St. Thomas Episcopal Church | Medina


Thoughts and Happenings

Sharing Our Stories: Wednesday Edition (7/22)

Posted on

Sharing Our Stories: Thursday Edition (7/22)

This was an email originally sent out to the parish on Wednesday, July 22, 2020.

Hi friends:

Here are the latest group of stories we have collected. This is a wonderful way for us to stay connected with one another and to accompany one another on this journey. We would love to have YOUR story. Check out the broad guidelines HERE.  And if you have already submitted a story, please let us have another one!

THe MILLS OF GOD by L'louise de butts

The old saying, “THE MILLS of GOD GRIND SLOWLY AND THEY GRIND EXCEEDING SMALL” refers to of all things---WORMS.  Us humans have been interested in WORMS for many years. Plutarch wrote about them way back when and scientists study them today. My association with WORMS began when I was small.   My Grandfather would take me fishing. We would start in the garden. He would dig and I would find. I took only big worms that would fit on the hook.  I was merciless as I threaded them on the hooks. We would find a nice spot on the banks of the Turkey. That was the name of the river that flowed through my home town on its way to the Mississippi. On a lucky day we could catch Bluegills, Sunfish, Crappies, maybe even a Bass. My Grandmother fried them for dinner. What a treat!  I learned like to fish and going salmon fishing with Bob in the waters of the Northwest became a highlight of living here.

Reflection by DWight Russell

Well, here we all are, still at least partially quarantined (and considering other states’ experiences, probably for the best). My wife Shirley and I are retired and have in recent years spent much of our time enjoying our home and yard. Even for us, though, being unable to connect with others, have dinner out, attend church, etc., has been unsettling. Humans are not made for the new normal. In perilous times, our deepest impulse is to draw close to each other – the very thing we’ve been told not to do in the wake of Covid-19. This liminal space can produce come confusing situations – feelings of floating, uncertainty, anxiety, and of course stress. One result: a Harvard Medical study showed that stress can cause short-term memory loss. So, if you temporarily can’t remember things, you are not alone. However, there certainly is hope. Pierre Teilhard de Chardin puts a moving label on our state-of- mind:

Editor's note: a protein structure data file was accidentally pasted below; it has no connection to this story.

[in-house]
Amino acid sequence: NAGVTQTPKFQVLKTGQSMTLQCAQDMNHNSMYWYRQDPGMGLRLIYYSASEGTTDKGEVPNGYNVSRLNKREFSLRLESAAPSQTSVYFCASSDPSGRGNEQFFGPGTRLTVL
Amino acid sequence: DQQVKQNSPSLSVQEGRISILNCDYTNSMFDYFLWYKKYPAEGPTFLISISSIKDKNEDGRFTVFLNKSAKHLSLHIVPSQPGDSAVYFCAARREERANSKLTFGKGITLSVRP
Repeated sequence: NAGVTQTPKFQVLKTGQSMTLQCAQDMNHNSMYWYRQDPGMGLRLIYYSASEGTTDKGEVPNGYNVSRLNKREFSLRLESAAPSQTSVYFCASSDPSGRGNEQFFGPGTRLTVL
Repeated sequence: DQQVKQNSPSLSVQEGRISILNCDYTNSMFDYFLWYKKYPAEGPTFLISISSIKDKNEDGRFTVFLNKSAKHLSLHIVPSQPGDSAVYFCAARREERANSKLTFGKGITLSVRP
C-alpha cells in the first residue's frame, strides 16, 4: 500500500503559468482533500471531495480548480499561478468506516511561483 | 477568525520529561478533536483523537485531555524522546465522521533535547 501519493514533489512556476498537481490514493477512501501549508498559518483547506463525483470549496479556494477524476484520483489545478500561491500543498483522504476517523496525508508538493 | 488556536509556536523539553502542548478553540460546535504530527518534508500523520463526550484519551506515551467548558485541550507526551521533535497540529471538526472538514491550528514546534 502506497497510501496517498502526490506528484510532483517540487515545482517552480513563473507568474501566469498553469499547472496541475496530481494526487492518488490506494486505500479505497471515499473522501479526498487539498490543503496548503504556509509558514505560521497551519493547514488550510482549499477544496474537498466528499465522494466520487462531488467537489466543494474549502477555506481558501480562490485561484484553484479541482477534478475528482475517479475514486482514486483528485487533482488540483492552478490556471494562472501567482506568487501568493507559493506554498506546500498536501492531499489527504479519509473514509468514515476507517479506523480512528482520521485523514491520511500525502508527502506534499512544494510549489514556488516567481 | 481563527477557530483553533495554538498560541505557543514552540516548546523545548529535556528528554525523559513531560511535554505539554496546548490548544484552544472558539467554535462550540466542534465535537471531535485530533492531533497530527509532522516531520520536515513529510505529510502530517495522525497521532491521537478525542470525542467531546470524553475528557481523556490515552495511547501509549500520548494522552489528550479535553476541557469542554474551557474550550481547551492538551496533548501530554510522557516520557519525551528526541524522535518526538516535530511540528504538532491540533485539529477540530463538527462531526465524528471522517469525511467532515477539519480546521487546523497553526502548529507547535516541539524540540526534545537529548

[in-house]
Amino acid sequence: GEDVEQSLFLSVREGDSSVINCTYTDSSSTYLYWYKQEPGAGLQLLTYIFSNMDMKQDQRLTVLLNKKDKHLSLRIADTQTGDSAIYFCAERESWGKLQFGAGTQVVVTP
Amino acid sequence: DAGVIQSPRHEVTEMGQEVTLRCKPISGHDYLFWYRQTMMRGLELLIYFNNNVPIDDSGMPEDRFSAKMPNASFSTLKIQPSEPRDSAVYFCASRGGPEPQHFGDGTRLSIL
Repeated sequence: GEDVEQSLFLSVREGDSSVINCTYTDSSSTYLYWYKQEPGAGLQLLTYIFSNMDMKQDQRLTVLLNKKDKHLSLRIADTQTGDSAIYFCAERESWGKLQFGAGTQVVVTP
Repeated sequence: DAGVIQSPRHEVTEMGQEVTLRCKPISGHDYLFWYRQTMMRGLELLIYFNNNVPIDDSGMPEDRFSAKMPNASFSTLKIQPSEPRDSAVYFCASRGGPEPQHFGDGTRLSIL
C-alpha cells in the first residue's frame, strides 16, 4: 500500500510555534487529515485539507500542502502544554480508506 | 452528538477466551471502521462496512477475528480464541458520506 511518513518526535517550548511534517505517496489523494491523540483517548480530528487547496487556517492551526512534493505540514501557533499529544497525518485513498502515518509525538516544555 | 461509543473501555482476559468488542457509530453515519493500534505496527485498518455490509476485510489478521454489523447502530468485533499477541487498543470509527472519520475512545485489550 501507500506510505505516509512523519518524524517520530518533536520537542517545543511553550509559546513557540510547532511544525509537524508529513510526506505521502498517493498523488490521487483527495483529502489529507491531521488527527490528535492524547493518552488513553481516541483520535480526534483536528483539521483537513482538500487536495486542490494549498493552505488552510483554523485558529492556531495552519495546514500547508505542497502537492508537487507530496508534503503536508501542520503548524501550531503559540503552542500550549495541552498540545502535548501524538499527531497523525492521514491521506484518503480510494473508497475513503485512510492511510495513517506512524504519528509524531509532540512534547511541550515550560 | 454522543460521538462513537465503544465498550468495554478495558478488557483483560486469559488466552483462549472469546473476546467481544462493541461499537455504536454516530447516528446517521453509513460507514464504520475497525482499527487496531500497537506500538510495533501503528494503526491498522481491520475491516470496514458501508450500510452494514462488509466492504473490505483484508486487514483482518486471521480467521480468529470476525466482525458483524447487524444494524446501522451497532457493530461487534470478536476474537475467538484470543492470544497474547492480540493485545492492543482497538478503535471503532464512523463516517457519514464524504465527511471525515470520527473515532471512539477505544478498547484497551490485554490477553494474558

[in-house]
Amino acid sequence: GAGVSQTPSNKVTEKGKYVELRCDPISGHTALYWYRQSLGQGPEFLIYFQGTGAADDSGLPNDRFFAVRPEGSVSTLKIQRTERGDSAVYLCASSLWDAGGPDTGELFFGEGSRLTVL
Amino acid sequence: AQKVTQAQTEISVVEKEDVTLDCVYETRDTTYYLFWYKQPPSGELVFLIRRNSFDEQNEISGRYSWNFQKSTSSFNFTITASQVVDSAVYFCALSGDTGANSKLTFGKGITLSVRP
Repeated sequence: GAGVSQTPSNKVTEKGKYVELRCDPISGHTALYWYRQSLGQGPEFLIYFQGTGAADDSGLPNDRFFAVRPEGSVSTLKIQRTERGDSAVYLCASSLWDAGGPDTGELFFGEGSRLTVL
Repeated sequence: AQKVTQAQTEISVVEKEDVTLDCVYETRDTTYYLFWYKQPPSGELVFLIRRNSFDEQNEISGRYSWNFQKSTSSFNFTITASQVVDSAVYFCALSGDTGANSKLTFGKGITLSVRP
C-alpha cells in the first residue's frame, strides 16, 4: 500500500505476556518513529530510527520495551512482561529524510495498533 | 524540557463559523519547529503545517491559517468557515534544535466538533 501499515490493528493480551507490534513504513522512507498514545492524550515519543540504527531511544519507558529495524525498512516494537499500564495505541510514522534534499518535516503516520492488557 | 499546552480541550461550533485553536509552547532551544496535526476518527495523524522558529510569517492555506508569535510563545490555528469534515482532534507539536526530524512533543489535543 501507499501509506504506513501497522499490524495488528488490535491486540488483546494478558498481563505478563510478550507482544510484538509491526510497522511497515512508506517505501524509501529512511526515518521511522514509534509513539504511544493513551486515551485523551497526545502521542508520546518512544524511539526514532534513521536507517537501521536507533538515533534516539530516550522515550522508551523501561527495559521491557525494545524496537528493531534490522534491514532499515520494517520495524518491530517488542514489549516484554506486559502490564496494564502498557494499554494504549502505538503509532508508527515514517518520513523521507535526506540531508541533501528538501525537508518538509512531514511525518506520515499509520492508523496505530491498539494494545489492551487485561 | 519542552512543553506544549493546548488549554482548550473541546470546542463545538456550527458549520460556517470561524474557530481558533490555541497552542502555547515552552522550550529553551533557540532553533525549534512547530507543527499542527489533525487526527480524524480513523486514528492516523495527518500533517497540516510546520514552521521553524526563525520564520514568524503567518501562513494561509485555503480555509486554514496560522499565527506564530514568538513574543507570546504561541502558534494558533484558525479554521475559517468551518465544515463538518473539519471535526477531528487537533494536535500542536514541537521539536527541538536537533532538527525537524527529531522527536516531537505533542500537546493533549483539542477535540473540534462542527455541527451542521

“Above all, trust in the slow work of God. We are all, quite naturally impatient in everything to reach the end without delay. We should like to skip the intermediate stages. We are impatient of being on the way to something unknown, something new, and yet it is the law that all progress is made by passing through some stages of instability – and that it may take a very long time.”

Additionally, although 91% of regular churchgoers say their congregations have suspended public services during the pandemic, 24% of American adults say their religious faith has strengthened because of Covid-19. Hallelujah!

So, as individuals, what help is there when anxiety, stress and dark periods appear? I submit a reflection and prayers which have comforted me, and which can be recited when you are anxious or need to center yourself.
     1. Recognize when you are changing comfort zones; changes can be negative (the ones we recognize the most) and positive. Both types may cause unrest or anxiety. Knowing this will help you work through the changes. Be aware of the working of the Holy Spirit in these circumstances.
     2. Chant, silently or aloud, from Psalm 146, verse 8:
         “The Lord sets the prisoners free,
           The Lord opens the eyes of the blind,
           The Lord lifts up those who are bowed down.”
      3. Chant, silently or aloud, The Jesus Prayer”. It is easy, short,
          and  has a beautiful rhythm, lending itself to repetition and
          internalization. The wording is:
           “Lord Jesus Christ, son of God, have mercy.”
          In place of “have mercy” you can also say “…thank you”,
          “…I love you”, “…heal me”, etc.

It is helpful to remember that there have been situations similar to the current one, such as the Flu of 1918 (most people wore masks), and that this pandemic will not last forever. As one pastor implored his congregation last month: “Let us not let this virus infect our souls”.
Blessings and love to all,
Dwight Russell